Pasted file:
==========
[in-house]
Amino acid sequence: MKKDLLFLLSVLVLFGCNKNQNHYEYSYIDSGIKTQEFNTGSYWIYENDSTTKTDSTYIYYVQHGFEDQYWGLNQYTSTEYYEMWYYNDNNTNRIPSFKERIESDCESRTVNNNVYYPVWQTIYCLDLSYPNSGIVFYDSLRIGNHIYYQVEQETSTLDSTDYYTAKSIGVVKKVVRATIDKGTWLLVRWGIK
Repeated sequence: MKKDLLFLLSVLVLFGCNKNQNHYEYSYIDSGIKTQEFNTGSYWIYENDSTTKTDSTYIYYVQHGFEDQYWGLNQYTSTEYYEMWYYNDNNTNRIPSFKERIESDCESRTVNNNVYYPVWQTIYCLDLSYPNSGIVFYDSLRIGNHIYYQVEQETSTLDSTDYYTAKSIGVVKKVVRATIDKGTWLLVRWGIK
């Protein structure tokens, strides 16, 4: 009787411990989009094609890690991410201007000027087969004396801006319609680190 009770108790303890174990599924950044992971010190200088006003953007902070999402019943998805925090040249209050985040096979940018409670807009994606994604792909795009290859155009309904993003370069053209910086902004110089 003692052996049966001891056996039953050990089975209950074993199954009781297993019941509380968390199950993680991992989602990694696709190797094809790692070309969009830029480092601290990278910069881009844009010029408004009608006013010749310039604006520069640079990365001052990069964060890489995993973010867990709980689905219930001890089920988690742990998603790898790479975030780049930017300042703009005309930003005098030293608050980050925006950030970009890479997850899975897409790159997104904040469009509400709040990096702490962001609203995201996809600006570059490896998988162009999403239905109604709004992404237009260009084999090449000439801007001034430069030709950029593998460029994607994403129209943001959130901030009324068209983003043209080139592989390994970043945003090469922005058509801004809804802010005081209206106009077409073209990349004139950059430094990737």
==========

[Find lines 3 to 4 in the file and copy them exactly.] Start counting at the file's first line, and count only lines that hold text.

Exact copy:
Repeated sequence: MKKDLLFLLSVLVLFGCNKNQNHYEYSYIDSGIKTQEFNTGSYWIYENDSTTKTDSTYIYYVQHGFEDQYWGLNQYTSTEYYEMWYYNDNNTNRIPSFKERIESDCESRTVNNNVYYPVWQTIYCLDLSYPNSGIVFYDSLRIGNHIYYQVEQETSTLDSTDYYTAKSIGVVKKVVRATIDKGTWLLVRWGIK
């Protein structure tokens, strides 16, 4: 009787411990989009094609890690991410201007000027087969004396801006319609680190 009770108790303890174990599924950044992971010190200088006003953007902070999402019943998805925090040249209050985040096979940018409670807009994606994604792909795009290859155009309904993003370069053209910086902004110089 003692052996049966001891056996039953050990089975209950074993199954009781297993019941509380968390199950993680991992989602990694696709190797094809790692070309969009830029480092601290990278910069881009844009010029408004009608006013010749310039604006520069640079990365001052990069964060890489995993973010867990709980689905219930001890089920988690742990998603790898790479975030780049930017300042703009005309930003005098030293608050980050925006950030970009890479997850899975897409790159997104904040469009509400709040990096702490962001609203995201996809600006570059490896998988162009999403239905109604709004992404237009260009084999090449000439801007001034430069030709950029593998460029994607994403129209943001959130901030009324068209983003043209080139592989390994970043945003090469922005058509801004809804802010005081209206106009077409073209990349004139950059430094990737």